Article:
• DemoTrust.jks—Contains the trusted certificate authorities from the WL_HOME\server\lib\DemoTrust.jks and the JDK cacerts keystores. This keystore establishes trust for WebLogic Server.

For testing and development purposes, the keystore configuration is complete. However, do not use the demonstration keystores in a production environment. Because the digital certificates and trusted CA certificates in the demonstration keystores are signed by a WebLogic Server demonstration certificate authority, a WebLogic Server installation using the demonstration keystores will trust any WebLogic Server installation that also uses the demonstration keystores. You want to create a secure environment where only your installations trust each other.

Interoperating With Keystores From Prior Versions

If you are using WebLogic Server version 12.1.2 together with a previous version of WebLogic Server, be aware that the demo trust keystore of the previous versions does not contain the demo CA certificate used by version 12.1.2. Therefore, if a 12.1.2 instance of WebLogic Server sends its public certificate to an instance of WebLogic Server running a prior version, that public certificate will not automatically be trusted.

For interoperability with prior releases, you can use either of the following methods:

  • Use the system property -Dsecurity.use.interopCA=true to generate interoperable demo certificates signed by the previous demo CA certificate.

  • On the 12.1.2 instance of WebLogic Server, use the CertGen utility with the -cacert -cakey arguments to generate demo certificates signed by the previous demo CA certificate. Then, use ImportPrivateKey to import them into DemoIdentity.jks, as shown in the following example:

    java utils.CertGen 
        -certfile <cert_file>
        -keyfile <private_key_file>
        -keyfilepass DemoIdentityPassPhrase
        -cacert $WL_HOME/server/lib/CertGenInteropCA.der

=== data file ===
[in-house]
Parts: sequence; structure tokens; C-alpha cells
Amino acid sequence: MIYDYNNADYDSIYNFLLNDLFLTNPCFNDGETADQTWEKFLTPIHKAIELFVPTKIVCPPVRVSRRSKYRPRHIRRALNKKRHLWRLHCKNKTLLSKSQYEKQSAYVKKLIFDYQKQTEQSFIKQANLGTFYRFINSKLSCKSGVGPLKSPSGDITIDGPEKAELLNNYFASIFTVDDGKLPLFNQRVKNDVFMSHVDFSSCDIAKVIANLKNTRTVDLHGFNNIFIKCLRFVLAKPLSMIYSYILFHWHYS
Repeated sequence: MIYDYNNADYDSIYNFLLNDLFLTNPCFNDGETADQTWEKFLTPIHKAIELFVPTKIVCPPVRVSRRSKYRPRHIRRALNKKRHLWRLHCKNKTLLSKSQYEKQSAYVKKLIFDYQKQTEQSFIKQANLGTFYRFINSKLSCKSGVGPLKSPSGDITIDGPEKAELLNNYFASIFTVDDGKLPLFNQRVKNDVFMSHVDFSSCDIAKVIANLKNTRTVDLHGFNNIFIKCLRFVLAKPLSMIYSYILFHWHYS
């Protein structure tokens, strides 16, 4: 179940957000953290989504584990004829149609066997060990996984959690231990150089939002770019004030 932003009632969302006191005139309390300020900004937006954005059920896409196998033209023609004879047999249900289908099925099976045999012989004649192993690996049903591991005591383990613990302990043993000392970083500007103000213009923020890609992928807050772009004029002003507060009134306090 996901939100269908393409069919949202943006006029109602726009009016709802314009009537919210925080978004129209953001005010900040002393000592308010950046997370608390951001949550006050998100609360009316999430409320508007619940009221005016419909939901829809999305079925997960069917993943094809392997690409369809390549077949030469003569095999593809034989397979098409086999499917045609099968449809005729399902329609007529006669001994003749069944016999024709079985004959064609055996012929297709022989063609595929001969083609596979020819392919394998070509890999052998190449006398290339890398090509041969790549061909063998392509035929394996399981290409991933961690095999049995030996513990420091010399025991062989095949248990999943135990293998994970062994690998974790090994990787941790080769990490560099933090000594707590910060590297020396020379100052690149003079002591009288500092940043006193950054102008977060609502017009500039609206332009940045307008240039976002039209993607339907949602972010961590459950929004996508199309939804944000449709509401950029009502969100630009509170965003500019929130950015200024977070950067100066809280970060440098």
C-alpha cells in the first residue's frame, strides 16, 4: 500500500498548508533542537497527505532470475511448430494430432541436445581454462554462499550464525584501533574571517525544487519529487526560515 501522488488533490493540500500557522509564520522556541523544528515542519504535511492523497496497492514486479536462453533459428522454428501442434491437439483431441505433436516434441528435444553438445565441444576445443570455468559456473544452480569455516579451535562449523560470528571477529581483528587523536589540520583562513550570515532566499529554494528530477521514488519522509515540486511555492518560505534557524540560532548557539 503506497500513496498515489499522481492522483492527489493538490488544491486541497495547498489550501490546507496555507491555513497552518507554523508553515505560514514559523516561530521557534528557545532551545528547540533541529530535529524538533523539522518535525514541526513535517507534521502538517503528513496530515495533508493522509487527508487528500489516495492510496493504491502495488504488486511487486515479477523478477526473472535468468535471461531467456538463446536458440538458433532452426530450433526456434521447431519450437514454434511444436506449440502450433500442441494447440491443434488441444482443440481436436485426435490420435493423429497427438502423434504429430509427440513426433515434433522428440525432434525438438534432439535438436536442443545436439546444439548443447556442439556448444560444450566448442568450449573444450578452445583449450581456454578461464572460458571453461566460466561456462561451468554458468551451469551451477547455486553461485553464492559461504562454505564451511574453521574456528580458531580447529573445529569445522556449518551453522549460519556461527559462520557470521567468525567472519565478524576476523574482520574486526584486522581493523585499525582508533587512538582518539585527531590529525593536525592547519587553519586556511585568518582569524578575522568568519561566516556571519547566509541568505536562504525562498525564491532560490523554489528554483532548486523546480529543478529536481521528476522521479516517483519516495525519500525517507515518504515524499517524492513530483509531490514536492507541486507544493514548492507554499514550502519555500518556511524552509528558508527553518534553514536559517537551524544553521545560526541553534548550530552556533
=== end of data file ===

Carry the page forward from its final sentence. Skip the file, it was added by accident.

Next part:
-cakey $WL_HOME/server/lib/CertGenInteropCAKey.der
        -cakeypass password
     
     
    java utils.ImportPrivateKey
        -certfile <cert_file>
        -keyfile <private_key_file>
        -keyfilepass DemoIdentityPassPhrase
        -keystore DemoIdentity.jks
        -storepass DemoIdentityKeyStorePassPhrase
        -alias DemoIdentity
        -keypass DemoIdentityPassPhrase
    

Tools and Utilities for Creating Keystores and Loading Private Keys
and Certificates

A keystore is for the secure storage and management of private keys/digital certificate pairs and trusted CA certificates. Use the following mechanisms to create a keystore and load private keys and trusted CA certificates into the keystore:

  • The WebLogic ImportPrivateKey utility. The ImportPrivateKey utility allows you to take private key and digital certificate files and load them into a keystore. For more information, see "ImportPrivateKey" in the Command Reference for Oracle WebLogic Server.

  • The keytool utility. Use the keytool utility to generate a key pair (a public key and associated private key) and a self-signed digital certificate and store them in the keystore. While you can use the keytool utility to generate new key pairs and digital certificates and add them to a keystore, the utility does not allow you to take an existing private key from a file and import it into the keystore. Instead, use the WebLogic ImportPrivateKey utility.

    Note:

    The keytool utility does allow you to import trusted CA certificates from a file into a keystore.

    For step-by-step instructions explaining how to use keytool to create a keystore, see Creating a Keystore: An Example.